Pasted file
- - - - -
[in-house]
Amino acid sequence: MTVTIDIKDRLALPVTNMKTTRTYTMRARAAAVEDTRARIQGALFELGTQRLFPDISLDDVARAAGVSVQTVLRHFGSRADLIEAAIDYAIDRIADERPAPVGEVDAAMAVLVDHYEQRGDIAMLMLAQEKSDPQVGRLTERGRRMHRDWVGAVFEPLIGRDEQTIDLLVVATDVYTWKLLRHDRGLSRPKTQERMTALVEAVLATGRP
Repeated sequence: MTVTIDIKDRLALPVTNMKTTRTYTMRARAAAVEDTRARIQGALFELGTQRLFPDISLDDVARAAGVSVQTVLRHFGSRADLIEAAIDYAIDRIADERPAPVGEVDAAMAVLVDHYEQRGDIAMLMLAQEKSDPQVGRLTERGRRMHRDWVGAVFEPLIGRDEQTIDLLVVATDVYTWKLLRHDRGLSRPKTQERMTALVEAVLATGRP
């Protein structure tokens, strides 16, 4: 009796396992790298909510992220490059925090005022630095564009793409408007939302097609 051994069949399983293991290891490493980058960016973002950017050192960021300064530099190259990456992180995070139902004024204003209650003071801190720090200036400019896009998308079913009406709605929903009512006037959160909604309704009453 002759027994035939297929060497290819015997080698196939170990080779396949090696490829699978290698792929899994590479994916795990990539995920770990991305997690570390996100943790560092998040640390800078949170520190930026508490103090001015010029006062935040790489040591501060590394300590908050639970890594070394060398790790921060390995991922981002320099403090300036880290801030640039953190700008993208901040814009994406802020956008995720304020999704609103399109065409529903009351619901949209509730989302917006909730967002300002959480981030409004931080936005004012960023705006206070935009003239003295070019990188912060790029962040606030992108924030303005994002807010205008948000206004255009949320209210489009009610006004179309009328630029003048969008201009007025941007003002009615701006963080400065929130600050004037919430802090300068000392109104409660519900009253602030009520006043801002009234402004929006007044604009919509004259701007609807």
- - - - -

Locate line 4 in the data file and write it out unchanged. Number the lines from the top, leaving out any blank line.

């Protein structure tokens, strides 16, 4: 009796396992790298909510992220490059925090005022630095564009793409408007939302097609 051994069949399983293991290891490493980058960016973002950017050192960021300064530099190259990456992180995070139902004024204003209650003071801190720090200036400019896009998308079913009406709605929903009512006037959160909604309704009453 002759027994035939297929060497290819015997080698196939170990080779396949090696490829699978290698792929899994590479994916795990990539995920770990991305997690570390996100943790560092998040640390800078949170520190930026508490103090001015010029006062935040790489040591501060590394300590908050639970890594070394060398790790921060390995991922981002320099403090300036880290801030640039953190700008993208901040814009994406802020956008995720304020999704609103399109065409529903009351619901949209509730989302917006909730967002300002959480981030409004931080936005004012960023705006206070935009003239003295070019990188912060790029962040606030992108924030303005994002807010205008948000206004255009949320209210489009009610006004179309009328630029003048969008201009007025941007003002009615701006963080400065929130600050004037919430802090300068000392109104409660519900009253602030009520006043801002009234402004929006007044604009919509004259701007609807």